Ware was a Native American, a U.S. citizen from Maryland. He served on the brig Neptune, in the bay of Biscay, when the Royal Navy impressed him and took him onto the Melampus. After his escape, he served 18 months on board the Chesapeake. Ware had a letter of protection proving his American citizenship.

:: John Strachan
Strachan was a white man, a U.S. citizen also from Maryland. He was pressed into service on the Melampus while serving on a British ship off Cape Finisterre. Strachan had a letter of protection proving his American citizenship.

:: Daniel Martin
Martin was an African American, a U.S. citizen from Massachusetts. He was impressed from the Neptune, together with Ware. According to Martin, he had lost his letter of protection.

These three men, together with John Little, a fourth American, made a dramatic escape from the Melampus in the captain's boat while being fired upon by its crew. John Little did not go on to serve on the Chesapeake.

All four alleged deserters were tried in Halifax, Nova Scotia, on August 26, 1807. Only Ratford was sentenced to death. The three Americans were kept imprisoned for five more years, before they were brought back to the States, by which time one of them had died.


Action between USS Chesapeake and HMS Leopard, 22 June 1807
Action between USS Chesapeake and HMS Leopard, 22 June 1807
Leopard, right, firing on Chesapeake to enforce a demand
that she submit to a search of her crew for British Navy deserters.
Our Navy - Its Growth and Achievements, Fred S. Cozzens
 U.S. Naval History and Heritage Command


The Aftermath in a Nutshell

"Reparations were refused and the situation remained unaltered until 1812."

 War and Peace in an Age of Upheaval, The New Cambridge Modern History

To be exact, on
November 1, 1811, the British apologized and offered to pay reparations to the wounded, their families, and the families of the men they had killed. They also offered to return the abducted men. In June 1812, war broke out. In July 1812, the two surviving men were finally returned, in spite of the war. But it was too late for any payments.


The Aftermath in More Detail

:: United States
In world history, wars have been declared over much lesser amounts of ruffled feathers. But in this case, U.S. President Thomas Jefferson decided against it. Instead, he recalled the American fleet from the Mediterranean, and opted for a diplomatic response: an Embargo Act.

Nevertheless, American outrage was massive. Meetings were held, committees formed, resolutions passed. A British invasion was thought imminent, and protection was requested from the young commander of the naval force at Norfolk, Stephen Decatur.

After repairs, the command of the Chesapeake was given to Decatur as well.

And again it was Decatur who served as one of the judges who court-martialed his former mentor, Commodore James Barron, which resulted in Barron's suspension from duty for five years. When Barron later applied to be reinstated, Decatur worked against it. The two ended up in a duel, in which Decatur was killed.

:: Great Britain

The British government, led by Prime Minister Portland, recalled Vice-Admiral George Cranfield Berkeley. But Berkeley's friends in high places strategically allowed him to delay his return, and to enjoy himself in Bermuda for as long as he saw fit. By the time he returned to Britain, in 1808, the political debate had shifted to other topics. Berkeley was out of the limelight and his political career survived.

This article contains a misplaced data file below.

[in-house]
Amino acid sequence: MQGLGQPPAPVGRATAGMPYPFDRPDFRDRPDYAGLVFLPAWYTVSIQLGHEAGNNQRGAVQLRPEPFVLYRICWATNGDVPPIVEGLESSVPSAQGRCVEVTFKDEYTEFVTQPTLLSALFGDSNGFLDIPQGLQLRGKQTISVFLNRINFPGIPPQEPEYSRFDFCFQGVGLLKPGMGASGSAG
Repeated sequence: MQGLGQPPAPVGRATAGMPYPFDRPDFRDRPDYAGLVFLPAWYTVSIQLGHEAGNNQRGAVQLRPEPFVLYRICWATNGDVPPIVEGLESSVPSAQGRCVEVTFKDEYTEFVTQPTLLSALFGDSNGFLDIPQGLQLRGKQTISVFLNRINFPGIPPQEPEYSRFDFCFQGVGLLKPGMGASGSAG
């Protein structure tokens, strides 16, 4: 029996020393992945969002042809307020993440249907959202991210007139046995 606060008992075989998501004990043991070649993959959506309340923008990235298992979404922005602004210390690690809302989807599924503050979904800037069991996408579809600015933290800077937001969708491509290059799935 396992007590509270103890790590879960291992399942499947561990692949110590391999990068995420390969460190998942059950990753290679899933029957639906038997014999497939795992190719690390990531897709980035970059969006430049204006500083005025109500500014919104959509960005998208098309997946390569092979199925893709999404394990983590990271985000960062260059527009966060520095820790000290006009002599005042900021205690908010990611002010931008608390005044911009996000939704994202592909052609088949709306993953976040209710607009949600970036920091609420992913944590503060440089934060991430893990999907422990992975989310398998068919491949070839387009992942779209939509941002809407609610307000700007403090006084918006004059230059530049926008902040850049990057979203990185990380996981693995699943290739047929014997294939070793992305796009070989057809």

The Aftermath — A Timeline

June 23, 1807
J.G. Hunt, the surgeon to the Chesapeake, reports:

Killed: John Lawrence, James Arnold, John Shukly

Badly wounded: John Haden, Cotton Brown, John Parker, George Percival, Peter Simmons, Robert McDonald, Francis Cownoven, James Eppes

Slightly wounded: Commodore James Barron, midshipman James Broom, Peter Allison, William Hendricks, Thomas Short, William Moody, David Creighton, John Master, Emanuel Fernandes, John Wilson

Also June 23, 1807
Officers of the Chesapeake write a letter to the Secretary of the Navy, Robert Smith,

to request that an order may be issued for the arrest of commodore James Barron, . . . for neglecting to clear his ship for action . . . for not doing his utmost to take or destroy a vessel which we conceive it his duty to have done.

. . . feeling deeply sensible of the disgrace which must be attached to the late (in their opinion) premature surrender of the United States' ship Chesapeake . . . without their previous knowledge or consent.

This letter was signed by:
Benjamin Smith, 1st lieut.
William Crane, 2nd lieut.
W.H. Allen, 3rd lieut.
S.O. Creighton, 4th lieut.
Sidney Smith, 5th lieut.
Samuel Brooks, sailing master

June 24, 1807
Town hall meeting of the citizens of Portsmouth and Norfolk, Virginia. It is decided to boycott all British ships in port.

. . . when we behold our fellow citizens impressed, and forced by a tyrannical and arbitrary power to fight against their own country, and basely and insidiously murdered on our coasts, it becomes necessary, at this awful crisis, to be . . . in readiness to take up arms in defense.

Resolved unanimously that all communication with the British ship of war . . . and with their agents among us be discontinued . . . prevent all such intercourse.

Resolved no assistance to the British ships of war by supplying them with provisions or necessaries of any kind whatever.